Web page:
On a cold, snowy January day, what can be better than a nice little surprise though the post:

Cover of Wilson's Phrenology
Surprise book

It was a book which had been rediscovered by a donor and posted to us so it could join the rest of the donation. I got a bit over excited because the book, John Wilson’s A brief systematic view of phrenology (1835), is quite small (12 cm) and on a subject which I seem to becoming slightly obsessed with. Its preface states that its purpose is to act as an “introduction to the science; and for their use, and also a class-book”.  It explains the various phrenological faculties, there location on the skull, and unlike other phrenological guides I’ve read, mentions that some of them can only be identified by looking at the lower part of a persons face. Next there is a section on the temperaments. There are four in total: Lymphatic, Sanguine, Bilious, and Nervous. Each one comes with a short description including there supposed physical attributes. Those with a Bilious temperament are described as swarthy looking with dark brown or black hair and a strong pulse while a person with a Sanguine temperament has red or light brown hair, blue eyes and is probably going to suffer from obesity in middle age. As with the phrenological charts mentioned in a previous post, this book also mentions what phrenology can do stating that “It merely points out general tendencies, which may be either ill or well directed. It shows what powers require to be assisted and which should be lessened in their influence; and what tendencies can best be brought to assist the weak and repress the strong”. No phrenology book of this kind would be complete without an advert for phrenological consultations. Mr Wilson offers written descriptions of character and even to teach phrenology (see photo below).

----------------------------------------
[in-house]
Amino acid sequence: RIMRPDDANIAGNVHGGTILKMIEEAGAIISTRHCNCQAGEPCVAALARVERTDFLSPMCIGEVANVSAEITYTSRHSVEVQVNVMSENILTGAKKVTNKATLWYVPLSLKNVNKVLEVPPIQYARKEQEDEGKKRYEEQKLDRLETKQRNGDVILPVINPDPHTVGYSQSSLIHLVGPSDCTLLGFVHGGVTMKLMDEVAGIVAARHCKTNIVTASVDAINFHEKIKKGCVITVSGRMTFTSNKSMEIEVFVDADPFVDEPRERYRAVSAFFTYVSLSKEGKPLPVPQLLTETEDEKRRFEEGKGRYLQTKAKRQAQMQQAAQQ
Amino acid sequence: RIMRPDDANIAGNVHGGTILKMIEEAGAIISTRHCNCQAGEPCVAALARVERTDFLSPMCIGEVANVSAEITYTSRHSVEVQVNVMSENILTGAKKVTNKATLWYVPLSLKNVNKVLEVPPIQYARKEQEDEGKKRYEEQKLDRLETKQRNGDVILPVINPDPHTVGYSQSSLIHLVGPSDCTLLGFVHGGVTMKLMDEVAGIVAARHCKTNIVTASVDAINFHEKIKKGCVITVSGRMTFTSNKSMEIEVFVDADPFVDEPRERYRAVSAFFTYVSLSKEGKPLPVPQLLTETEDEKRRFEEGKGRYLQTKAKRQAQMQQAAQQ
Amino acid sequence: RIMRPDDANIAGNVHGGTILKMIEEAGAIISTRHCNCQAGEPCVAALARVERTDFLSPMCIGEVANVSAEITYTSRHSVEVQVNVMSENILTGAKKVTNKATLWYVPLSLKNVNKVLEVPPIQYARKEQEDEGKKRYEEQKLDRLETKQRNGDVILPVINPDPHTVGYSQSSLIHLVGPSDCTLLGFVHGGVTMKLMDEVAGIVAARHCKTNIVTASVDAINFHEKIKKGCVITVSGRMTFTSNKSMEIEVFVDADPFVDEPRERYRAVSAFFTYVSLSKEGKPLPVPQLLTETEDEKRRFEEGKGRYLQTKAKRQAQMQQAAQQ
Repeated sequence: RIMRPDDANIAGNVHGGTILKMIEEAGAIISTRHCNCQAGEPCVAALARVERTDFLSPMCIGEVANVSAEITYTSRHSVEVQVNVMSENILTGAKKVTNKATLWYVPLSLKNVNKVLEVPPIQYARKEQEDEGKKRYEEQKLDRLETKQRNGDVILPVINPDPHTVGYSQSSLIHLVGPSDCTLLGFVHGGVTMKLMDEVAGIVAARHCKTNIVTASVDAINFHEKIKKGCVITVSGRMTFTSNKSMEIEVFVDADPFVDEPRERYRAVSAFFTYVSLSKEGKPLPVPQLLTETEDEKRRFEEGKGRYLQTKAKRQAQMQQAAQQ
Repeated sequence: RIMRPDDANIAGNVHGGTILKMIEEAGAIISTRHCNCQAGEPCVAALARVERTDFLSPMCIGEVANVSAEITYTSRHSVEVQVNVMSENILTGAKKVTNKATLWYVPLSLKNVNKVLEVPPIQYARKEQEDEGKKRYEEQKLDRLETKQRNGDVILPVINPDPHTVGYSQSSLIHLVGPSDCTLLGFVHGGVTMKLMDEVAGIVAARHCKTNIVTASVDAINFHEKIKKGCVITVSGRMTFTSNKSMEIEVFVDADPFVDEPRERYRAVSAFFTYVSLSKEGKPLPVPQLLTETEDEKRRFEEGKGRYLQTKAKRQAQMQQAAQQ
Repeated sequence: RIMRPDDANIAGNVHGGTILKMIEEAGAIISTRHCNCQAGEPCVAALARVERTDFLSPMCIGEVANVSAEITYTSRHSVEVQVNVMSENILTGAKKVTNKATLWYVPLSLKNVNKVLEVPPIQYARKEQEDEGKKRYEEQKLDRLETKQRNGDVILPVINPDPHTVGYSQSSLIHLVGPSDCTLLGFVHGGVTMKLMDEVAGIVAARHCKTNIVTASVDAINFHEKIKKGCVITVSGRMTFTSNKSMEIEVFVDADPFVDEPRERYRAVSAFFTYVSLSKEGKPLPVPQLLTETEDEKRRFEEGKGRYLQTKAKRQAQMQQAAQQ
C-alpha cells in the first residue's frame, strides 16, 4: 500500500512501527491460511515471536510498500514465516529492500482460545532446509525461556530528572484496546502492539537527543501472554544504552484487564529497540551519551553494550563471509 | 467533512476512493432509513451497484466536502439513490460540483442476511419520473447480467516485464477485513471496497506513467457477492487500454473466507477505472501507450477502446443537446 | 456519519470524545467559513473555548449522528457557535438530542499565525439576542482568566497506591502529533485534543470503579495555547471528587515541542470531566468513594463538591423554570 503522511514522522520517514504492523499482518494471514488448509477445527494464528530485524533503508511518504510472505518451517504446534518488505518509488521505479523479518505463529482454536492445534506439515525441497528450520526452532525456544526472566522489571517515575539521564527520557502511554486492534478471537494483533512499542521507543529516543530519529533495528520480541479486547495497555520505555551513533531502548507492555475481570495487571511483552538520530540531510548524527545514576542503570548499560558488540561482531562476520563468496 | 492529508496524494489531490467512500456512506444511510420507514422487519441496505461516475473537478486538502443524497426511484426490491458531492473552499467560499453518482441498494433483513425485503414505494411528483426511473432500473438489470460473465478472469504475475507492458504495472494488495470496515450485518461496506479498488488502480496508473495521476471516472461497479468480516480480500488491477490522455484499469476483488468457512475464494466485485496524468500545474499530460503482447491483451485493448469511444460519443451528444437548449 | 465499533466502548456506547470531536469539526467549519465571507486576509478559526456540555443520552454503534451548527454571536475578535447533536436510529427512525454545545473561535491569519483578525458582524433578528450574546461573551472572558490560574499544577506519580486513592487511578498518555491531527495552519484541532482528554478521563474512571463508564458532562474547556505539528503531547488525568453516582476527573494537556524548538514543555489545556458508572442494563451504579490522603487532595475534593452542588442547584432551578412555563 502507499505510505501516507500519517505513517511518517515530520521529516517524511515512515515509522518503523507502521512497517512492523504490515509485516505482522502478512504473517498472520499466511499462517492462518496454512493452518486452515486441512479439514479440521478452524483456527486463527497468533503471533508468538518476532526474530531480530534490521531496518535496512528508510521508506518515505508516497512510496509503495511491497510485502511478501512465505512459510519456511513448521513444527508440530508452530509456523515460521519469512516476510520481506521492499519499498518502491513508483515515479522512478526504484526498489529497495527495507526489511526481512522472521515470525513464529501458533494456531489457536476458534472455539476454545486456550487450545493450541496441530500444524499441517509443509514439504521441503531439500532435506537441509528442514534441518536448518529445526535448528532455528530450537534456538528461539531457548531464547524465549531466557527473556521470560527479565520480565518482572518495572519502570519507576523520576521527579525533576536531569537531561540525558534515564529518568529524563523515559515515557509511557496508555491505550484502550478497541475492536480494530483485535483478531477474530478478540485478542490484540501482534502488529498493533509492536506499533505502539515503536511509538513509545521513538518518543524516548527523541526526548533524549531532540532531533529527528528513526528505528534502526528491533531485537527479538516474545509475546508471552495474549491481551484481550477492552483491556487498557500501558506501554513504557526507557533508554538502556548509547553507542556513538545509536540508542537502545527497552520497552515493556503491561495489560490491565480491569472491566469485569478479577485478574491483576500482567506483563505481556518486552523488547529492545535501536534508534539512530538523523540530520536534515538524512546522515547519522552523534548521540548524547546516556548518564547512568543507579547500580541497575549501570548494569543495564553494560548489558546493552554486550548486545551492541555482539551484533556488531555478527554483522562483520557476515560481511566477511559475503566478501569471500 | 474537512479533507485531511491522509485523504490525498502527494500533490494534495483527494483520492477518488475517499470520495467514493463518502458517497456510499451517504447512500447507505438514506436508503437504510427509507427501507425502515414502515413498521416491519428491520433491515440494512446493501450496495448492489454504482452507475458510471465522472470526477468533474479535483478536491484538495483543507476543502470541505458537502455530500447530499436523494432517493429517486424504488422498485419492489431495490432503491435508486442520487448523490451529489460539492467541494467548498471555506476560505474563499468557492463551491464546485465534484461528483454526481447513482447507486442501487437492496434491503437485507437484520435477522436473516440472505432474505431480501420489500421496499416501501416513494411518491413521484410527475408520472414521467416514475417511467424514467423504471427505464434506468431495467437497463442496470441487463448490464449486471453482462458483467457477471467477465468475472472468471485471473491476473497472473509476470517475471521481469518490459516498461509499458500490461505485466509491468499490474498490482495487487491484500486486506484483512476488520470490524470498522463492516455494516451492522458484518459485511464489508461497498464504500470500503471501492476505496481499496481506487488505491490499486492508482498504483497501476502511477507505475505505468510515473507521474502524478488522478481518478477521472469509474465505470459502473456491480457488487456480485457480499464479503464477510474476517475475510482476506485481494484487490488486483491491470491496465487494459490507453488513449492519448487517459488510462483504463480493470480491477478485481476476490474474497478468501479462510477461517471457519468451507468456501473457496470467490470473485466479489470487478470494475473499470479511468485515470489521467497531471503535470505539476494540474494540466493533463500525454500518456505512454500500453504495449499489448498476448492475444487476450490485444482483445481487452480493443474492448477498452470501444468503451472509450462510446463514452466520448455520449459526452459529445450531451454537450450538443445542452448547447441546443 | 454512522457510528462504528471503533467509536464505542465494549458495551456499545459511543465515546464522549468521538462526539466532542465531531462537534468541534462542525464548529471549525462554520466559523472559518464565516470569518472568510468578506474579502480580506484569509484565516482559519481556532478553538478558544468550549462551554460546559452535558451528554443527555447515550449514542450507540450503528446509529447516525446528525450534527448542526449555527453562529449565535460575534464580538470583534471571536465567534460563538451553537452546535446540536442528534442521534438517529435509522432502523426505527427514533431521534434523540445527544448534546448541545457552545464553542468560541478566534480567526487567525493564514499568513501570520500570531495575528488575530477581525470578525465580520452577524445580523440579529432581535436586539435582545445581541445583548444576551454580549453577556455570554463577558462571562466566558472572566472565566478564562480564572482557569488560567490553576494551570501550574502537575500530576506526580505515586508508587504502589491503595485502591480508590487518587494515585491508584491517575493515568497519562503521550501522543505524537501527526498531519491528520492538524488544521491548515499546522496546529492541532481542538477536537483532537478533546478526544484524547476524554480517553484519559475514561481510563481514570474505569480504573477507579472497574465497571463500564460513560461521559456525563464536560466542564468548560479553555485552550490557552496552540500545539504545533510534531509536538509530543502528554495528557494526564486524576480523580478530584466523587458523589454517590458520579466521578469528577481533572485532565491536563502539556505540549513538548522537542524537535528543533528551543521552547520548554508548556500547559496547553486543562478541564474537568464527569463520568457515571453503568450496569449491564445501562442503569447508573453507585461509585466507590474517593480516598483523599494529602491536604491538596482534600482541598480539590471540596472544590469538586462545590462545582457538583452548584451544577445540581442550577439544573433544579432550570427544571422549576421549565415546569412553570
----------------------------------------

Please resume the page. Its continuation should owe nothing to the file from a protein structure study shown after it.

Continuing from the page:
Sadly the book only has the one plate (see photo below) and has no illustrations. Happily though we are the only library in Cambridge to have a version of this book and there seems to be only three others in the world (University of Liverpool, National Library of Ireland and the National Library of Medicine USA) and they are all different to the copy we have. The author seems to be John Wilson (1799-1870), a historian who wrote a number of books on British Israelism, a portrait can be seen in his Lectures on our Israelitish origin via archive.org.

Dawn

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